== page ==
My visit to one of the last great Rishis (Sages) of India, known during these past forty years as Sri Ramana Maharshi, was planned four years ago. But the post-war conditions were not favourable to foreign travel, especially if one had to use sea routes and not the speedy airways.
Yet I reached the Ashram in time. In spite of the serious illness of the Sage – everyone realizing that he would soon have to leave this world in which he had lived for over seventy years – it was as easy to approach him, and even to ask questions as before.
But on the whole, visitors were not so anxious to put questions to the great man as to be in his immediate presence. The teachings of Maharshi have been expounded by himself in several short works and many others have been carefully annotated and published by his disciples. Hence his teachings were available for study and were usually read by people before coming to the Ashram. To hear what they already knew was not the chief desire of those who came from so many different parts of the world.
It was the presence of the holy man that attracted, like an invisible and powerful magnet, those who were fortunate enough to have been shown the way to him by the decress of providence.
This diary has been written sporadically. I simply tried to make notes in short hasty sentences on scraps of paper, in many cases neither titling nor even dating them, for time somehow seemed to have ceased to exist in this strange corner of the world. I simply wrote down, without any plan, my spiritual experiences, moods, and states of mind as they came day by day when I was sitting at the feet of Maharshi.
I brought from my previous wanderings ‘in search of truth’ a good deal of mental ballast in the form of various theories of occultism and fragments of the teachings of other Masters. That is why, when I tried to express in words the new inner and transcendental experiences which I had in the presence of Maharshi, they took, in spite of myself, the shape of certain ready-made mental moulds of ideas and even sentences.
No human words can ever express that which we call Truth, Spirit, or God. Yet those who have trodden the path of search before us have left some traces of their experiences in the sacred scriptures of all the religions of the world. We find in them words of such power and beauty that any attempt to seek better form for That which is formless is vain and futile. The words of the great teachers and guides of humanity are streams of power and light. No wonder that every being who finds himself in the presence of one of them enters, as it were almost unconsciously, into this stream.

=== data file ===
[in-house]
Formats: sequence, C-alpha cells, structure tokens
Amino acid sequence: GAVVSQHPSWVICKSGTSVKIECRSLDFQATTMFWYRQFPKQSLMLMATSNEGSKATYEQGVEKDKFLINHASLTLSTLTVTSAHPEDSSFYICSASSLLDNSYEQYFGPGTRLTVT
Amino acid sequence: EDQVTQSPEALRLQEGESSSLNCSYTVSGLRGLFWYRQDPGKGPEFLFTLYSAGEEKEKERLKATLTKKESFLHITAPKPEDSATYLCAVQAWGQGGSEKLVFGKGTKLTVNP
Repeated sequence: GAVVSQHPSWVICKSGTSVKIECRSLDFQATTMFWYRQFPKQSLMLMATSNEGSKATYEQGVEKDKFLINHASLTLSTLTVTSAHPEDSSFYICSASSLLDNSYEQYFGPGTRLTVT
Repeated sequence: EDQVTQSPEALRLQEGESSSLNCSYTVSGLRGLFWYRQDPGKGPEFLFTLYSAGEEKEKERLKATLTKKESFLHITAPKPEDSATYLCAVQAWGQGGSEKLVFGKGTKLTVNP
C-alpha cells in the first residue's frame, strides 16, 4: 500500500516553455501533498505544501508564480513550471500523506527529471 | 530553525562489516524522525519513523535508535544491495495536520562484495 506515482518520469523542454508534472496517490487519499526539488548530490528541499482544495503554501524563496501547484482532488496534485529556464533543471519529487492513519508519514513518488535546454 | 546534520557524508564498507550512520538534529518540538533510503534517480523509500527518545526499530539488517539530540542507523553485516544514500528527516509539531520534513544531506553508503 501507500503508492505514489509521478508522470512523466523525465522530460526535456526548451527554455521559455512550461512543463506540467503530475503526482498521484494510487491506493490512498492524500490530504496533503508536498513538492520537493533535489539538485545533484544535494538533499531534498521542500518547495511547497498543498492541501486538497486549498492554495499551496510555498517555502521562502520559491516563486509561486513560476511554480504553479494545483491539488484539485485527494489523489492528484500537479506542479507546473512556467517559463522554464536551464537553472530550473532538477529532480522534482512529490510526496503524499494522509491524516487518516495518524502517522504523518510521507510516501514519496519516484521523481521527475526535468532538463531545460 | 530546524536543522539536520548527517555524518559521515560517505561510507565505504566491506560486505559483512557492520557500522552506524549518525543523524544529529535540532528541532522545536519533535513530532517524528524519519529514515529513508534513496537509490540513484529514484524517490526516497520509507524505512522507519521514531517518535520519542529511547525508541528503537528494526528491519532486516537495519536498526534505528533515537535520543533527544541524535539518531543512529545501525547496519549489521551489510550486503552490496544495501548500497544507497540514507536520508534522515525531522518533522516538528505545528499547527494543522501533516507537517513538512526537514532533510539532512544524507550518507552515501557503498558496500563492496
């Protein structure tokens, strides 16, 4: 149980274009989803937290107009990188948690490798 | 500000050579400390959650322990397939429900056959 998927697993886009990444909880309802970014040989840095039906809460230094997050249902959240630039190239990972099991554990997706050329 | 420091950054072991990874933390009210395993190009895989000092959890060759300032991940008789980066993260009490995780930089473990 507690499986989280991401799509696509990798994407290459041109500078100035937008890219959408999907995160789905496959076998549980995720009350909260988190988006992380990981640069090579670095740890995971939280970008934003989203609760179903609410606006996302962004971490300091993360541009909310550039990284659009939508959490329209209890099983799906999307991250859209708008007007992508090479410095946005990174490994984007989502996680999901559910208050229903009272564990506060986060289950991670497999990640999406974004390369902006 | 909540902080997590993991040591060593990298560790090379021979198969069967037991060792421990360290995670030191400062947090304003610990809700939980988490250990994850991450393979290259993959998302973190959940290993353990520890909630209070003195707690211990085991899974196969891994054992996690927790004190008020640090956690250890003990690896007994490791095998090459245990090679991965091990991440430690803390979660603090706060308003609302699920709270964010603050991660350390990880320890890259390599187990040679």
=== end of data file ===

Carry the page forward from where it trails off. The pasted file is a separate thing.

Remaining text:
Often after meditation in Maharshi’s presence, short classical sentences, like spiritual axioms, came spontaneously to my memory. Some of those which were used as ‘Mottoes’ for my diary, have been made into the sub-titles of chapters in this book, as to me they were so much more significant than mere dates.
I have not tried to write down any of the ‘teachings’ of Maharshi, as they can be found in many books. My purpose is to record that which the latter do not yet contain, namely, the real experiences of an average man, who wanted to know for himself what the presence of a great Sage means and what its influence is. I had read so many descriptions by pupils who were clever in classifying the qualities and teachings of their Masters, that I should have known, at least in theory, what may be expected in the presence of one of Them. But all theories, all acquired knowledge, falls into dust when one stands face to face with a perfect man. They become as superfluous as the complicated western dress with its collar and tie in the merciless heart of his part of India.
Among the many pupils of Maharshi, now scattered all over the world, Indians are the most numerous. Why is obvious. For so many years, they have been nearer to the light; they have had the best opportunities of getting into touch with the Sage and of understanding his teachings. Many among them are really advanced. Many have lofty and important spiritual experiences. But these our brethren –Indian yogis – do not like to talk, still less to write, about their highest flights; instead they prefer to discuss the paths which guide man to these mystical experiences. They undoubtedly have good reasons for such an attitude. First of all, they believe that anything they could possibly say has already been said by the Master, and that no one can do it better than he. And next, Indians have unlimited confidence in the decrees of the Most High. They firmly believe that His is the full responsibility for His creation. Holding such a view, they do not feel any urge to work for the uplifting and improvement of this world. The Westerner, on the other hand, has an innate urge to share his own discoveries and experience with others, if he feels that such may be of some use to them. So he writes.
I think that both Indians as well as Westerners are to a certain extent right in their respective points of view; only the tasks and ‘missions’ of both are different.